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by Alison Carter (Play Based Educator, ESL Teacher, Trauma Sensitive Yoga and Pilates Teacher, Journalist and Writer)
Blog - Our Experts - Technology & STEM

Reducing Children’s Consumption of Media

March 28, 2022

Creating firm boundaries within your household to ensure your children consume a balanced amount of media is important. Freedom of the press is obviously significant and is not something to take for granted, as it allows us to understand and learn about the reality of life in other countries as it is reported. There are also benefits to watching and enjoying movies, dramas and documentaries through which we can laugh, learn and enjoy a new topic.

However, it is undeniable that the constant consumption of news and media, specifically that which displays violence, war, dysfunction and general harm, are not beneficial for children and young adults (and let’s be honest - adults) to consume. This is particularly relevant now, in times of conflict.

Statistics from Kid’s Health state that children who watch four or more hours of television per day are more likely to be overweight, show aggressive behaviour and take part in harmful activities such as drinking or smoking.

With this in mind, let’s explore ways to create beneficial boundaries around media consumption, and the ways to balance media with creative, active and therapeutic tasks.

Impact of Media Consumption

According to a study by Paediatrics Child Health into the impact of media use on children and youth, media consumption has a ‘profound’ effect on the psychosocial development of children. The report explores the effect of the consumption of television, radio, music, video learning games and the internet, and illustrates how watching certain programmes can encourage irresponsible sexual behaviour, impact learning and academic performance, increase violent behaviour, affect social skills, and expose children to dangerous individuals.

This study, and other similar ones, illustrate the harm unmonitored media consumption can have on children’s health, wellbeing and development. This stresses how important it is for parents to monitor the media their little ones consume in order to protect them from the wide selection of adverse side effects.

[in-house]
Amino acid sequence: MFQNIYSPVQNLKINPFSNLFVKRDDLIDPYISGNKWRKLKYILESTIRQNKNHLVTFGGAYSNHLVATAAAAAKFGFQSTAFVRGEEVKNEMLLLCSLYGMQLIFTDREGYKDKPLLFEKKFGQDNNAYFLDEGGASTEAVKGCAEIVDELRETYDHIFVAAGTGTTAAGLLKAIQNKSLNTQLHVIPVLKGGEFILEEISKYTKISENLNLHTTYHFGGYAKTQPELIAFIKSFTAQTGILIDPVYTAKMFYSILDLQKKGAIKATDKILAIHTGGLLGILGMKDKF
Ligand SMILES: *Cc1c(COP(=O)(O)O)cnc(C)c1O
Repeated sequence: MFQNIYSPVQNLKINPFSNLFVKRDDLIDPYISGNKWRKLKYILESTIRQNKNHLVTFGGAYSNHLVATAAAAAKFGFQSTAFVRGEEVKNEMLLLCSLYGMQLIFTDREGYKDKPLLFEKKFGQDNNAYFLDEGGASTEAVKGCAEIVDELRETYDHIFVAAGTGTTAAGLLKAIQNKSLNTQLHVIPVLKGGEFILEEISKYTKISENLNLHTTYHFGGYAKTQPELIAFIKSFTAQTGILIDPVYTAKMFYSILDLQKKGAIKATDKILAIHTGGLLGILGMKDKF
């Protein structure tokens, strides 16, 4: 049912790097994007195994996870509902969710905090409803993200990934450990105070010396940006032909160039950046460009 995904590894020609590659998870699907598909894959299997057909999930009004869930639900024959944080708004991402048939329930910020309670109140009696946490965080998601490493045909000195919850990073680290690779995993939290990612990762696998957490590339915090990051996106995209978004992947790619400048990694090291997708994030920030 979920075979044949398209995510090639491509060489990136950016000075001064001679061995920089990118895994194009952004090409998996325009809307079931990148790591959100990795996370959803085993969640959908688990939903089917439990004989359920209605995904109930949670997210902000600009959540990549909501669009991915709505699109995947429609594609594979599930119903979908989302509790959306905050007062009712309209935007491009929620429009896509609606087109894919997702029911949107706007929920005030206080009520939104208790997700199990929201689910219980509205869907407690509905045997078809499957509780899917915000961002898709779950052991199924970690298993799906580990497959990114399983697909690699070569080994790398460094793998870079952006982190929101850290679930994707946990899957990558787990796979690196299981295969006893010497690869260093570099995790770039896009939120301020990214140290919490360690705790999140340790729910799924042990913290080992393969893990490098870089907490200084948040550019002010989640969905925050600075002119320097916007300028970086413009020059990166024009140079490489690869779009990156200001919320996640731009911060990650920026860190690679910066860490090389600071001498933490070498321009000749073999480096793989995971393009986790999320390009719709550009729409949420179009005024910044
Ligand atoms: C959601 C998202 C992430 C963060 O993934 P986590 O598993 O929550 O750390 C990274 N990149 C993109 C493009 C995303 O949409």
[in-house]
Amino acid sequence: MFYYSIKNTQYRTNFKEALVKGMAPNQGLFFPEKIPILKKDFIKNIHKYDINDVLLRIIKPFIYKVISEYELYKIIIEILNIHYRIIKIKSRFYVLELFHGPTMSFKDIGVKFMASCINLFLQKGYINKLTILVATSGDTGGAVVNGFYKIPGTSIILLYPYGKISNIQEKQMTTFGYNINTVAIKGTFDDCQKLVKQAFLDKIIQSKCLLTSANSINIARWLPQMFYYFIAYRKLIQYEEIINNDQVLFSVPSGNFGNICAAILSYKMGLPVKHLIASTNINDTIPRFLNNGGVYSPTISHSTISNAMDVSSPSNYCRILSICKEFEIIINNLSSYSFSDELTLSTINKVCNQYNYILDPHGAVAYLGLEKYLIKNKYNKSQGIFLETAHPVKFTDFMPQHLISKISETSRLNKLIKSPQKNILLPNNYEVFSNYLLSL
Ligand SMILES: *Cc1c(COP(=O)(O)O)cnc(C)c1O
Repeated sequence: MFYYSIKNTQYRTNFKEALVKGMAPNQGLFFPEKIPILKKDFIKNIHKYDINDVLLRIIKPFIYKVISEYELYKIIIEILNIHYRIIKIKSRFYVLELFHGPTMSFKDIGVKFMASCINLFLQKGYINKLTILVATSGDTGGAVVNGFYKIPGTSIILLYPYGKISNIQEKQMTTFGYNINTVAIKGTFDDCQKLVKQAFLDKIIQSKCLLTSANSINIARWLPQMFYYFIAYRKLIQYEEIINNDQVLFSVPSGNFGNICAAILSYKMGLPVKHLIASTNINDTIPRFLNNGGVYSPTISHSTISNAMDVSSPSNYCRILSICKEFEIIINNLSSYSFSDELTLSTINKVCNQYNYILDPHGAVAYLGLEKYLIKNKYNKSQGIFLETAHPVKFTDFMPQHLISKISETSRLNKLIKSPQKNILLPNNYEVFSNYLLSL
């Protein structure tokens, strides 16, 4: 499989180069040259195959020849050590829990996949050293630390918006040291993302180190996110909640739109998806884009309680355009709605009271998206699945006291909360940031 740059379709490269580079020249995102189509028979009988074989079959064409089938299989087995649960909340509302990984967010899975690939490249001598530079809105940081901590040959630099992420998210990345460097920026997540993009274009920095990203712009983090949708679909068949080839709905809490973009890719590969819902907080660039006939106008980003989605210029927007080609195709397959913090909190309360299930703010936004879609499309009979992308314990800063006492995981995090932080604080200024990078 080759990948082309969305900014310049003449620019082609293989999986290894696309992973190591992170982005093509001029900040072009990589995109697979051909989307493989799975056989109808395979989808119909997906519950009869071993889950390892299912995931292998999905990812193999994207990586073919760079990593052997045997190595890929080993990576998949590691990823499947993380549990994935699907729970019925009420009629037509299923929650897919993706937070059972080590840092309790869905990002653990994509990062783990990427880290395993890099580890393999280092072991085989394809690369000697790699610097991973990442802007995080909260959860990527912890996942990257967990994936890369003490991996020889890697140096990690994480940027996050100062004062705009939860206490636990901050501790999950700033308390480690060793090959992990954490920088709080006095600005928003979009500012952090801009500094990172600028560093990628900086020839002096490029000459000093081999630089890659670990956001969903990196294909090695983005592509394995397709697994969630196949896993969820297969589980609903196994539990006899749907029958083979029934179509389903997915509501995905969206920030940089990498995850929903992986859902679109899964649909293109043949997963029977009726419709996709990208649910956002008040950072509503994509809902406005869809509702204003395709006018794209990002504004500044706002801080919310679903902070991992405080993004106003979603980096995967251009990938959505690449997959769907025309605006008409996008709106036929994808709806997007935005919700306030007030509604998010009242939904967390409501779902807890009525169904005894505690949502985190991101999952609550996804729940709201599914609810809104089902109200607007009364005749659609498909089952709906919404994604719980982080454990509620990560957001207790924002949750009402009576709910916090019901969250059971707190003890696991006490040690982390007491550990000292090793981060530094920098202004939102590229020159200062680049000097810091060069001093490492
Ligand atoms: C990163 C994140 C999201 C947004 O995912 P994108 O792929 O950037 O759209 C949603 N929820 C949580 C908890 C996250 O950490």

According to a study from the UK organisation OFCOM, which explored children’s media habits in 2021, children struggled with the pandemic and experienced a reduction of structure and routine which caused them to be online more, ‘binge-watching’ television and spending longer on social media than usual. As a result, their social circles shrunk and their concern about the way they looked increased. Almost all children surveyed stated that they felt pressure to look good online and used filters to achieve a certain look.

The study found that even though children reported spending more time online, and consuming media this way, they still felt living life online was a ‘poor substitute’ for offline activities, felt lonely and had ‘lower wellbeing’ as a result.

boy is watching a laptop

Maintaining a Balance

So far the harm caused by media consumption has been the focus here. However, it is important to note that social media, television, radio, music and video games can also have a beneficial effect on youngsters, within reasonable parameters.

Education is key when it comes to how children use media. In terms of social media, the UK based charity the NSPCC, suggests schools and parents provide children with information about the appropriate use of language to use and expect to hear from others, how to livestream safely, the importance of privacy and consent, and to provide spaces for children to share their experiences or concerns.

As mentioned earlier, spending too much time watching television, on social media and playing video games contributes to children feeling isolated, lonely and unhappy. Therefore, as parents and caregivers it is important to ensure children consume media within an assigned structure and timeframe. Firm boundaries help youngsters to understand when they can go online, speak to their friends and watch their favourite programmes, as well as when it is time to go to school, go to bed, go outside, and undertake other activities. Known timelines help children, specifically young children, feel safe and more content, and also is more likely to prevent them experiencing the adverse effects of being online.